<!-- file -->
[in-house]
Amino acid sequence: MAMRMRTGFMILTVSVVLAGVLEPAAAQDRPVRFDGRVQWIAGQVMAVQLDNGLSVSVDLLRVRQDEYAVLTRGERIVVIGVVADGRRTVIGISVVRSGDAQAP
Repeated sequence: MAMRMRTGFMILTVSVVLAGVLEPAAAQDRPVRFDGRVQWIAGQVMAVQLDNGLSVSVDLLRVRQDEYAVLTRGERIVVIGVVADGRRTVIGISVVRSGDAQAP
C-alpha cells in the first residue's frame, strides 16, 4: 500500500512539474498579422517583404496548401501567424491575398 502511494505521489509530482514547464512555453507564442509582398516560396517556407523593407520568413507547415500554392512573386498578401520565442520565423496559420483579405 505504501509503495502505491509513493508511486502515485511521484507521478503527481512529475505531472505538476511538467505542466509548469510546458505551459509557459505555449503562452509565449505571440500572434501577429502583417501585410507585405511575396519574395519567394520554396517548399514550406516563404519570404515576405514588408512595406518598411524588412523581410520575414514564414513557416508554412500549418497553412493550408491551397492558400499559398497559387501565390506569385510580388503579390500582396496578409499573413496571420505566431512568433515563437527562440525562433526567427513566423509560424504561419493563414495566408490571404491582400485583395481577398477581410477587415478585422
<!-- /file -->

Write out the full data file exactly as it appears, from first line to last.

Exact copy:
[in-house]
Amino acid sequence: MAMRMRTGFMILTVSVVLAGVLEPAAAQDRPVRFDGRVQWIAGQVMAVQLDNGLSVSVDLLRVRQDEYAVLTRGERIVVIGVVADGRRTVIGISVVRSGDAQAP
Repeated sequence: MAMRMRTGFMILTVSVVLAGVLEPAAAQDRPVRFDGRVQWIAGQVMAVQLDNGLSVSVDLLRVRQDEYAVLTRGERIVVIGVVADGRRTVIGISVVRSGDAQAP
C-alpha cells in the first residue's frame, strides 16, 4: 500500500512539474498579422517583404496548401501567424491575398 502511494505521489509530482514547464512555453507564442509582398516560396517556407523593407520568413507547415500554392512573386498578401520565442520565423496559420483579405 505504501509503495502505491509513493508511486502515485511521484507521478503527481512529475505531472505538476511538467505542466509548469510546458505551459509557459505555449503562452509565449505571440500572434501577429502583417501585410507585405511575396519574395519567394520554396517548399514550406516563404519570404515576405514588408512595406518598411524588412523581410520575414514564414513557416508554412500549418497553412493550408491551397492558400499559398497559387501565390506569385510580388503579390500582396496578409499573413496571420505566431512568433515563437527562440525562433526567427513566423509560424504561419493563414495566408490571404491582400485583395481577398477581410477587415478585422